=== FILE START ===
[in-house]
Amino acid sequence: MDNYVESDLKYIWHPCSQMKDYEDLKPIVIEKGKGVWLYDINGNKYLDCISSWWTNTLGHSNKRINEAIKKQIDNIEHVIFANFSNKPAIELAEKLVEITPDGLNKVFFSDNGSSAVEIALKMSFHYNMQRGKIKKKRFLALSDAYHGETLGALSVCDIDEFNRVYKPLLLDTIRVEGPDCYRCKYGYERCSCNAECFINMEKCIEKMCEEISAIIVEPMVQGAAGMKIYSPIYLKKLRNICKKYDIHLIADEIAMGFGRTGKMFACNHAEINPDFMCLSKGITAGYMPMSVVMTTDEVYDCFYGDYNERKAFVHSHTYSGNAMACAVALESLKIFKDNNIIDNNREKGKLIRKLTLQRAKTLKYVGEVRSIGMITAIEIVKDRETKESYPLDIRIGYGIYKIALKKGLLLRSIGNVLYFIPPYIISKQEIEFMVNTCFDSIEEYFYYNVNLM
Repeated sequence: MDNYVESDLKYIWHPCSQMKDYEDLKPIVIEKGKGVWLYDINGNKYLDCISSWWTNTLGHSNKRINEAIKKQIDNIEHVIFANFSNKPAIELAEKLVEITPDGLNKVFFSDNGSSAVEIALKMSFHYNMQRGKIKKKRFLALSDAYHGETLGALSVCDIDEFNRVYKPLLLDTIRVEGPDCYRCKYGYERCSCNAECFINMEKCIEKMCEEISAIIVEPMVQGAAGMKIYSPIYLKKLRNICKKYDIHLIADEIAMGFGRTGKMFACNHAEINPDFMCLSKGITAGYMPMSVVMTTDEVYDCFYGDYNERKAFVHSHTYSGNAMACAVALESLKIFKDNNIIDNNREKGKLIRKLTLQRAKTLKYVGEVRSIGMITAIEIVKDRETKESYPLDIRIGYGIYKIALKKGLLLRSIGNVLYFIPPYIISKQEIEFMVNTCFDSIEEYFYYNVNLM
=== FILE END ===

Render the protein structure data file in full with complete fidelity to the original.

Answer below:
[in-house]
Amino acid sequence: MDNYVESDLKYIWHPCSQMKDYEDLKPIVIEKGKGVWLYDINGNKYLDCISSWWTNTLGHSNKRINEAIKKQIDNIEHVIFANFSNKPAIELAEKLVEITPDGLNKVFFSDNGSSAVEIALKMSFHYNMQRGKIKKKRFLALSDAYHGETLGALSVCDIDEFNRVYKPLLLDTIRVEGPDCYRCKYGYERCSCNAECFINMEKCIEKMCEEISAIIVEPMVQGAAGMKIYSPIYLKKLRNICKKYDIHLIADEIAMGFGRTGKMFACNHAEINPDFMCLSKGITAGYMPMSVVMTTDEVYDCFYGDYNERKAFVHSHTYSGNAMACAVALESLKIFKDNNIIDNNREKGKLIRKLTLQRAKTLKYVGEVRSIGMITAIEIVKDRETKESYPLDIRIGYGIYKIALKKGLLLRSIGNVLYFIPPYIISKQEIEFMVNTCFDSIEEYFYYNVNLM
Repeated sequence: MDNYVESDLKYIWHPCSQMKDYEDLKPIVIEKGKGVWLYDINGNKYLDCISSWWTNTLGHSNKRINEAIKKQIDNIEHVIFANFSNKPAIELAEKLVEITPDGLNKVFFSDNGSSAVEIALKMSFHYNMQRGKIKKKRFLALSDAYHGETLGALSVCDIDEFNRVYKPLLLDTIRVEGPDCYRCKYGYERCSCNAECFINMEKCIEKMCEEISAIIVEPMVQGAAGMKIYSPIYLKKLRNICKKYDIHLIADEIAMGFGRTGKMFACNHAEINPDFMCLSKGITAGYMPMSVVMTTDEVYDCFYGDYNERKAFVHSHTYSGNAMACAVALESLKIFKDNNIIDNNREKGKLIRKLTLQRAKTLKYVGEVRSIGMITAIEIVKDRETKESYPLDIRIGYGIYKIALKKGLLLRSIGNVLYFIPPYIISKQEIEFMVNTCFDSIEEYFYYNVNLM